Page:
Welcome to Tug and Salvage Week!


In this time of phenomenal output from shipyards building vessels for the wider workboat, passenger vessel, and maritime security industry, the tug sector stands out as one of the busiest. Hardly a day goes by without news of a new tug being launched. World trade continues to grow and the ships that carry it get bigger and always seek faster turnarounds. Bigger and more powerful tugs are required to facilitate that.

While few new tugs could be described as radical, almost all incorporate refinements at least. Obviously, some all-electric or unmanned tugs are highlighted but, in the main, most tugs look generally similar and perform much the same functions of those that are twenty or even thirty years older. They simply do it better and more powerfully.

Tugs • Towboats • Pusher Tugs • ATBs • Salvage • Autonomy • Marine Environment

They simply, though, do their work more efficiently, cleanly, capably and economically. That is where their refinement comes to the fore. The decreasing number of naval architects who specialise in tugs and the similarly declining number of shipyards that build them improve their products seemingly incrementally. Specialisation has largely become the name of the tug game. Tug owners and their customers are getting steadily better boats.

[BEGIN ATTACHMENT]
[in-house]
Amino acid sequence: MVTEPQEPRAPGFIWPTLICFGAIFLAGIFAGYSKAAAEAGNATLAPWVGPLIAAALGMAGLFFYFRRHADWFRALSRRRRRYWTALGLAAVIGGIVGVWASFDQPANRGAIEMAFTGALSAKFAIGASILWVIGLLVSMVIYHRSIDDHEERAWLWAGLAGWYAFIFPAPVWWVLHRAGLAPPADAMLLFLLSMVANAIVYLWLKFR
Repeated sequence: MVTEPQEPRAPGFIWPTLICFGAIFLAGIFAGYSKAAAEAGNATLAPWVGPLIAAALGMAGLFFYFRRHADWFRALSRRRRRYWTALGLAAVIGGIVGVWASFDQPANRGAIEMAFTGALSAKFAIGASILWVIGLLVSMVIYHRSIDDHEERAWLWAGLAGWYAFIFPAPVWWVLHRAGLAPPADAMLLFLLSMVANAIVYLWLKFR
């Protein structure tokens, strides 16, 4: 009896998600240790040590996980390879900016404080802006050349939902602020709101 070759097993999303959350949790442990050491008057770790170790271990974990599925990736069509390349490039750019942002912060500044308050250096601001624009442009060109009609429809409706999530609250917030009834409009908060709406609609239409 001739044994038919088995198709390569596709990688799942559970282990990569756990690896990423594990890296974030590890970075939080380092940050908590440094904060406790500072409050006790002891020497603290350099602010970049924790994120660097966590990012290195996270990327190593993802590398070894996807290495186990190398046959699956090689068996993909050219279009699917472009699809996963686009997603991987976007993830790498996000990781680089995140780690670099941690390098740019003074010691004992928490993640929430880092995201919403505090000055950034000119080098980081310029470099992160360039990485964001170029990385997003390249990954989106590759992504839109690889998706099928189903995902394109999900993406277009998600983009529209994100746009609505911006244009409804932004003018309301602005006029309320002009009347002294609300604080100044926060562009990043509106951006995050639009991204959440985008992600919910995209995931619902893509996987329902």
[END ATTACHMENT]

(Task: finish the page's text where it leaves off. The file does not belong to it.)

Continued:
The tug sector has become a very mature part of a similarly maturing general maritime industry. While Baird Maritime has nothing really radical to present to our readers this week, there is plenty to show that the tug sector continues to progress and to thrive.

Vessel Reviews:

News and Gear:

Recent Important Features:

FEATURE | Demonstrator tug completes 1,000-nautical-mile voyage on fully autonomous mode

– “The journey spanned 129 operational hours over 13 days and was commanded by licensed mariners remotely stationed 3,000 miles away in Boston.”

COLUMN | What kind of tugs should we be building? [Tug Times]

– “It will be difficult for the shipping lines to keep using conventional tugs when a non-polluting option is available, even if it costs more.”

– by Alan Loynd, former General Manager of the Hong Kong Salvage and Towage Company

Remember to come back every day to see the latest news, opinion and vessel reviews!

Call for content!

Any news or views about the global tug and salvage sectors? Send it through to [email protected] ASAP (between now and November 26), so we can add it to this current edition of Tug and Salvage Week!

We are after:

  • Vessels – Orders, new deliveries, under construction
  • Gear – Latest innovations and technology in the tug and salvage sector
  • Interviews – Owners, operators, builders, designers, etc.
  • Reminiscences – Do you have any exciting, amusing or downright dangerous anecdotes from your time in the tug and salvage world? (example here)
  • Other – Any other relevant news

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Neil Baird

Co-founder and former Editor-in-Chief of Baird Maritime and Work Boat World magazine, Neil has travelled the length and breadth of this planet in over 40 years in the business. He knows the global work boat industry better than anyone.